Operational control over non-state proxies
Filip Bryjka 1  
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Wydział Nauk o Bezpieczeństwie, Akademia Wojsk Lądowych imienia generała Tadeusza Kościuszki, Poland
Filip Bryjka   

Department of Security Studies, Military University of Land Forces, Czajkowskiego 109, 51-147, Wrocław, Poland
Submission date: 2020-10-16
Final revision date: 2020-11-28
Acceptance date: 2020-11-30
Online publication date: 2020-12-15
Publication date: 2020-12-30
Security and Defence Quarterly 2020;31(4):191–210
The intention of this paper is to clarify how state patrons control non-state proxy forces fighting on their behalf. In order to address the subject matter thoroughly, specific attention was paid to a number of questions including a) the criteria determining patronproxy relations, b) factors influencing the selection process of proxy forces, and c) principles governing the maximisation of potential benefits of using proxies, whilst simultaneously reducing risks and associated costs. The author applied a neo-realistic research paradigm to his work. Patron-proxy relations were presented in the context of the principal-agent theory, as well as through detailed analysis of ongoing scenarios involving Iran and Hezbollah, Russia and the Donbass separatists, Pakistan and Kashmiri militias, the US and Syrian rebels. The essence of war by proxy is to influence the strategic result of an armed conflict without direct, full-scale, military intervention. The use of non-state proxy, external actors is aimed at maximising their political goals and strategic interests whilst maintaining “plausible deniability”. By supporting non-state proxies, indirectly or by providing limited direct assistance, sponsors operate below the threshold of war. Empirical analysis of proxy war cases proves that such models may both guarantee “strategic victory” or become a “double-edged sword”. One of the key challenges for external powers engaged in war by proxy is to avoid unintended consequences (blowback). The author argues that elements such as ideology, ethnicity or religion do not necessarily ensure control over proxies, whilst the range of common goals and interests, and the level of the proxy’s dependency, are crucial.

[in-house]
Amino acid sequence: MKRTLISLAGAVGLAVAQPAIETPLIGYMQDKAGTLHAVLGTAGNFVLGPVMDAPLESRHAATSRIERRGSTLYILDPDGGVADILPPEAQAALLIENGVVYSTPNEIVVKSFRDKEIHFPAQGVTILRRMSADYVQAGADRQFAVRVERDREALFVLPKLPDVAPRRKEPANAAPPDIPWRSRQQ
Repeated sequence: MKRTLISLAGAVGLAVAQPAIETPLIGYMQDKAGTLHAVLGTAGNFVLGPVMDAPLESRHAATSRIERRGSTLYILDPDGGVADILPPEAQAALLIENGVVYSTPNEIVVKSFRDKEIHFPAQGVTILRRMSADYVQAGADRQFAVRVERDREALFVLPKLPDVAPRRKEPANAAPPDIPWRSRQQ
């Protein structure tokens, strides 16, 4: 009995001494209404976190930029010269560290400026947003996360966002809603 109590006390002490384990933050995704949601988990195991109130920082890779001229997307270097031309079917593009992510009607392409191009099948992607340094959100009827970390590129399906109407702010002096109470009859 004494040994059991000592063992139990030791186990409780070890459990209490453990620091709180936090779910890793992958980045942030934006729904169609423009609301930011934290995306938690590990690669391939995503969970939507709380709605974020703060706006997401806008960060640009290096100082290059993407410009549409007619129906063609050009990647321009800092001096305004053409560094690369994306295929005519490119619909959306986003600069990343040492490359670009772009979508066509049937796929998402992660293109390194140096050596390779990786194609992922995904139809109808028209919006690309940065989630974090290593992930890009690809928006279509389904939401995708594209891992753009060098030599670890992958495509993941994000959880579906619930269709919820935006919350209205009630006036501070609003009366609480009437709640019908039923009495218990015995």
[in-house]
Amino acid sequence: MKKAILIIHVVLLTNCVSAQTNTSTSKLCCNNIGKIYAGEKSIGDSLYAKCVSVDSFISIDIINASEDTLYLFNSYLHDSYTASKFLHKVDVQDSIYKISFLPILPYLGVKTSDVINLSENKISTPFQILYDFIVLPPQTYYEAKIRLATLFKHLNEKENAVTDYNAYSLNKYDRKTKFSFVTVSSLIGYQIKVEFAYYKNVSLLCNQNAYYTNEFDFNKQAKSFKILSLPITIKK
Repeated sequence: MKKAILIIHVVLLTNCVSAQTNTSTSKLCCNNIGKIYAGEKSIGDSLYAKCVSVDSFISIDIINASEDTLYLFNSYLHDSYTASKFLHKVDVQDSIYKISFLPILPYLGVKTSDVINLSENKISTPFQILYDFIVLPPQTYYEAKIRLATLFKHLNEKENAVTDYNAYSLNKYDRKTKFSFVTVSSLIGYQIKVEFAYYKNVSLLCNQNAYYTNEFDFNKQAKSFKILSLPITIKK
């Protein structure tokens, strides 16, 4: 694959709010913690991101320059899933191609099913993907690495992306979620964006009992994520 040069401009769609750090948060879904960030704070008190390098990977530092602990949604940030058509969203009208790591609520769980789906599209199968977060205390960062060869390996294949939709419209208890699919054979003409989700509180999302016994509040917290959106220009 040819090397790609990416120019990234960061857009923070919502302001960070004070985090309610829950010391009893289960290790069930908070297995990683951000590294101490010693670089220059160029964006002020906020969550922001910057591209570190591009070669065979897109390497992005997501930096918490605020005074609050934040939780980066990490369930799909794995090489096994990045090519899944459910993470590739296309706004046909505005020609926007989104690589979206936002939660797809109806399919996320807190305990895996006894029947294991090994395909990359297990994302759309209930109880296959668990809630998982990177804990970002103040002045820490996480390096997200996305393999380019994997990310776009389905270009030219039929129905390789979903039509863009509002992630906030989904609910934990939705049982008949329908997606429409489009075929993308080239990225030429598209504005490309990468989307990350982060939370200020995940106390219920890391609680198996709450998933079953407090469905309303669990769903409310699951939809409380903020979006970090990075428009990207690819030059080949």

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Introduction to the Special Issue ‘Proxy forces in modern warfare’
Cyprian Kozera, Cüneyt Gürer
Security and Defence Quarterly